1979 VW Super Beetle Convertible
Sold at $42,900

S/N 1592039322
Light blue with white soft-top over black vinyl interior. 48-hp, 1.6-liter flat-4; four-speed manual transmission. Original condition; reported to have a little more than 600 actual miles. The exterior paint is unmarked; all the brightwork is great. However, a 35-year-old soft-top has a little bit of history no matter how good it looks. Some bagginess in the driver's seat bolster, but other than that, the interior is as-new.

The original Beetle was last imported to the U.S. in 1979, and more than a handful were put away with very few miles on them. Beetle production continued internationally, notably in Mexico, where the last example was built in 2003. Probably not your last chance to buy an almost-new U.S.-delivery Beetle, but there can't be all that many new ones left. Both the buyer and the seller
got a good deal here.

1972 Puma GT Coupe
Sold at $19,250

S/N SP1431404
Orange over black vinyl interior. 1.6-liter flat-4; four-speed manual transmission. Very good paint and good-to-excellent chrome and trim. Very nice seats appear recently reupholstered. Nice dash and console. Overall, a pleasing presentation.

These Brazilian-built, VW-based Pumas do show up occasionally at auctions, but most have a distinctive kit-car feel to them. This one is finished to a higher level of quality and attracted lots of bidder attention. In fact, this car sold for well above its high estimate of $15,000. If you think about it, it's not a surprise; there are not a whole lot of distinctive sporting cars of this era available for less, including those with VW power. As they say, a rising tide raises all ships. The buyer will likely have the only Puma GT at his local Cars and Coffee on Saturday mornings. Not so with Porsche 911s.

1971 Buick Skylark GS 455 Convertible
Sold at $35,750

S/N 434671H204676
Cortez Gold with white vinyl top over Pearl White vinyl interior. 315-hp, 455-cubic-inch V-8; three-speed automatic. Equipped with factory air-conditioning, AM radio, power steering, and power brakes. Frame-off restoration completed in 2015. Excellent paint; very good chrome. The interior is a real standout; the white vinyl against black dash and carpets are pure '70s style. When you add the GS 455 convertibles, the Stage 1, and the GS 350s together, fewer than 900 were built for 1971. A very nice car.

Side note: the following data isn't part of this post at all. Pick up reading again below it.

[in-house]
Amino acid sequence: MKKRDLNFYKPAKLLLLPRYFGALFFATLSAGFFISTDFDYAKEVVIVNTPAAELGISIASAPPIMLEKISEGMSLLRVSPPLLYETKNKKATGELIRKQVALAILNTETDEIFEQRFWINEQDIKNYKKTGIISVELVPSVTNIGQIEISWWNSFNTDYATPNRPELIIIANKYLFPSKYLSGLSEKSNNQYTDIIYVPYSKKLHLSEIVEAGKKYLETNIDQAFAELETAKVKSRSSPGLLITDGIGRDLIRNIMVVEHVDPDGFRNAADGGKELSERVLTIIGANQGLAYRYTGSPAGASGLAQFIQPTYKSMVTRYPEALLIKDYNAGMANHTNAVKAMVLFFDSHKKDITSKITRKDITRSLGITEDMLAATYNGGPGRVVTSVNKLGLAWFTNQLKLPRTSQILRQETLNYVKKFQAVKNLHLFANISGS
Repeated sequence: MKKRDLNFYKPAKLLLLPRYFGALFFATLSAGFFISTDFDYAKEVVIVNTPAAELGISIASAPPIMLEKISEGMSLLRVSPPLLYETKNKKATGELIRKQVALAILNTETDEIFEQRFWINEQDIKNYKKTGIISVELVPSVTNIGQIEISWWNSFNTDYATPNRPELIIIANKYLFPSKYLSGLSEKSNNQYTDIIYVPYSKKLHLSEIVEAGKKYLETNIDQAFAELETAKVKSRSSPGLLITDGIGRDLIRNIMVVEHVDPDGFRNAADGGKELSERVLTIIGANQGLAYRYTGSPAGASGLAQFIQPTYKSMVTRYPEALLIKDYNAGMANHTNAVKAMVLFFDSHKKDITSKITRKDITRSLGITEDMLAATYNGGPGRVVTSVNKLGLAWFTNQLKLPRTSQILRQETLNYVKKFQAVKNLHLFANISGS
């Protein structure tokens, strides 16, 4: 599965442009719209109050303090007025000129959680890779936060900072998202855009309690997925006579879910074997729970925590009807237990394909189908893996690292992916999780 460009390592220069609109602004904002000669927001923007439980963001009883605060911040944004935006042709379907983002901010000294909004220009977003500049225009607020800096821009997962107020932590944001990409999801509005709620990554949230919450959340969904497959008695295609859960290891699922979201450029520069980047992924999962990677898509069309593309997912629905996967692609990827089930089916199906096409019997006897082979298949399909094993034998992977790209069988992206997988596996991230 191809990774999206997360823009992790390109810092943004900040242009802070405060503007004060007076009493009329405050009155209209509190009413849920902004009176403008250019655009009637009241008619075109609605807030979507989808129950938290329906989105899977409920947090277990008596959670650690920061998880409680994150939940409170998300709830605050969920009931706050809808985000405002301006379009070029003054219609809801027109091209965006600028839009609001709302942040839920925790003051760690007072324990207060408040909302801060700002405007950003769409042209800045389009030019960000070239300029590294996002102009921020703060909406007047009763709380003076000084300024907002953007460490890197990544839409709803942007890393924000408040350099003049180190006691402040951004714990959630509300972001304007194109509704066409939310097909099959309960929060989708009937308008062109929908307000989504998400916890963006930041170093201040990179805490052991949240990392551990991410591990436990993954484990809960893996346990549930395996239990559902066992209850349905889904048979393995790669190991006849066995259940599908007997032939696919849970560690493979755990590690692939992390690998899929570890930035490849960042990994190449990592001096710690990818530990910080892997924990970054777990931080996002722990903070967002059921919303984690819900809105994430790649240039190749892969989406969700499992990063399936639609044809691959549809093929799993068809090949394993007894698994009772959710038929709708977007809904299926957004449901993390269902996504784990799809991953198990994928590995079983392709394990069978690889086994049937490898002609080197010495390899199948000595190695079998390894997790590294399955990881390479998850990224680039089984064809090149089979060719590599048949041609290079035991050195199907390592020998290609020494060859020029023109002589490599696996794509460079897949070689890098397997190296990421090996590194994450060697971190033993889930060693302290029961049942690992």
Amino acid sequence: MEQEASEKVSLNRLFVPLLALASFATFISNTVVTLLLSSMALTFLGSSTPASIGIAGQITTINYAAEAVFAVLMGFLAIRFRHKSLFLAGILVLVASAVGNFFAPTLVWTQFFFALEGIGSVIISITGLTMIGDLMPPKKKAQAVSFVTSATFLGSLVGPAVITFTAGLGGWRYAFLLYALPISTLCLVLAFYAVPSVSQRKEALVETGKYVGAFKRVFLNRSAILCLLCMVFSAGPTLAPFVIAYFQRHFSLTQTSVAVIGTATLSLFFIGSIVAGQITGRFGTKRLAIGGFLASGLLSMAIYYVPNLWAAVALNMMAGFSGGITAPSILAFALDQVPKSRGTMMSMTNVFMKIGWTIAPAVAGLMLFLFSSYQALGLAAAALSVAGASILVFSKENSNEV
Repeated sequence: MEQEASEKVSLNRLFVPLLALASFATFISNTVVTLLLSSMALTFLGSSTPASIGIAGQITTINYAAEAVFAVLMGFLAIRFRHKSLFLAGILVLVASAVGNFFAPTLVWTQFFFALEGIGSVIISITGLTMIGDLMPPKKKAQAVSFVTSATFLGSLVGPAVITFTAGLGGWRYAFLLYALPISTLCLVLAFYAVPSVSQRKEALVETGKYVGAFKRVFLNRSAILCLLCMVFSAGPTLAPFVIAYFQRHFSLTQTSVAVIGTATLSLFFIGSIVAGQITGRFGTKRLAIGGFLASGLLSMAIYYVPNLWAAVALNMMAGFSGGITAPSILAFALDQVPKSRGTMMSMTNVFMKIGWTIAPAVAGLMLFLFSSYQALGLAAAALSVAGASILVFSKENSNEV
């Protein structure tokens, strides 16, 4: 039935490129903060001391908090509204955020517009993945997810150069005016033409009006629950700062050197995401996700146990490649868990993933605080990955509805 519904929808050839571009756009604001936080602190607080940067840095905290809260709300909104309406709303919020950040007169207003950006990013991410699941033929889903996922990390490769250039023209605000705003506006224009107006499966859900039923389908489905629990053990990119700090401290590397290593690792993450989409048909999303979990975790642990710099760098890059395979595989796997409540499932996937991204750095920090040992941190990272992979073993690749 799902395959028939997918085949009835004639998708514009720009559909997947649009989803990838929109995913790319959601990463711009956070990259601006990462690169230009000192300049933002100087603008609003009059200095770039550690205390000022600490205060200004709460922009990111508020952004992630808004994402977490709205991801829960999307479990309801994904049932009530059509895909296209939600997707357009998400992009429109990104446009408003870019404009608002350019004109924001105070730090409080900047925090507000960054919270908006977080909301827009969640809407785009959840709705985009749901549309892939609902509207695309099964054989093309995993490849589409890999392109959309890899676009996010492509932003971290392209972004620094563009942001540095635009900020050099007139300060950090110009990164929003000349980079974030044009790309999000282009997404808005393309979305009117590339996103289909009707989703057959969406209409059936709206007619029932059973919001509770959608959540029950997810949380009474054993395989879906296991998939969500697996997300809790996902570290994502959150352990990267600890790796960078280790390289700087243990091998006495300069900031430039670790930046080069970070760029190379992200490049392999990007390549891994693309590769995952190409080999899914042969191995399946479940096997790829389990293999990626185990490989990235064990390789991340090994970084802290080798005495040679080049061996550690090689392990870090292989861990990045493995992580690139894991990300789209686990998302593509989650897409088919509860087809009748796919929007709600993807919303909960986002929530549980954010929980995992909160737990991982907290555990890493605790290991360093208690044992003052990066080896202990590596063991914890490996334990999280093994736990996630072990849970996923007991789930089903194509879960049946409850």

File this one under "lots of car for the money." For the price of a well-optioned Camry, the buyer got a usable, classic American muscle car with a bit of rarity. You have to wonder if this car would have brought more money in a different color or with bucket seats instead of a front bench. A massive 1970s convertible at a massively good price.

1993 Jaguar XJS Convertible
Sold at $35,750

S/N SAJNW4741PC186484
Signal Red with tan soft-top over tan leather interior. 220-hp, 4.0-liter I-6; four-speed automatic transmission. 4,040 miles reported. Not perfect but an extremely nice example with very good paint, chrome, trim, and glass. The interior shows only light evidence of wear and some age. Clean underhood. Looks just like its low miles indicate: almost new.

The list price on this particular car when brand new was $57,700, including options, and it was sold to its first owner in Florida. There's been a lot of talk recently about the XJS moving into the collector car market. Well, guess what? That movement has already happened, and this is a full-on collectible piece. But let's not get nuts; most examples of the XJS have been used as a daily driver and maintained cheaply. This exceptional XJS brought an exceptional price. Your beater Jag with 125K miles is still worth $5,000.

1991 BMW 850i Coupe
Sold at $28,050

S/N WBAEG2312MCB73055
Red over black leather interior. 296-hp, 5.0-liter V-12; four-speed automatic transmission. 25,510 miles on the odometer. Very good paint, but some scratching and aging are evident. The trim shows some wear, but overall it's still nice. The black leather interior shows well, with some normal sag in the driver's seat. Clean engine compartment but not detailed. A collector car with a used-car presentation.

When the 8 Series was new, it was BMW's flagship sports coupe and had styling that would stop traffic. You couldn't walk into a showroom and buy one; each had to be special-ordered. Especially in the U.S., where off-the-rack car shopping is the norm, the 8 Series reeked of exclusivity. Today, the 8 Series gets hated on because it is a wildly complicated car with a design some see as dated. Despite that, the 12-cylinder 850i, especially with three pedals, is becoming sought by collectors looking for the next big thing.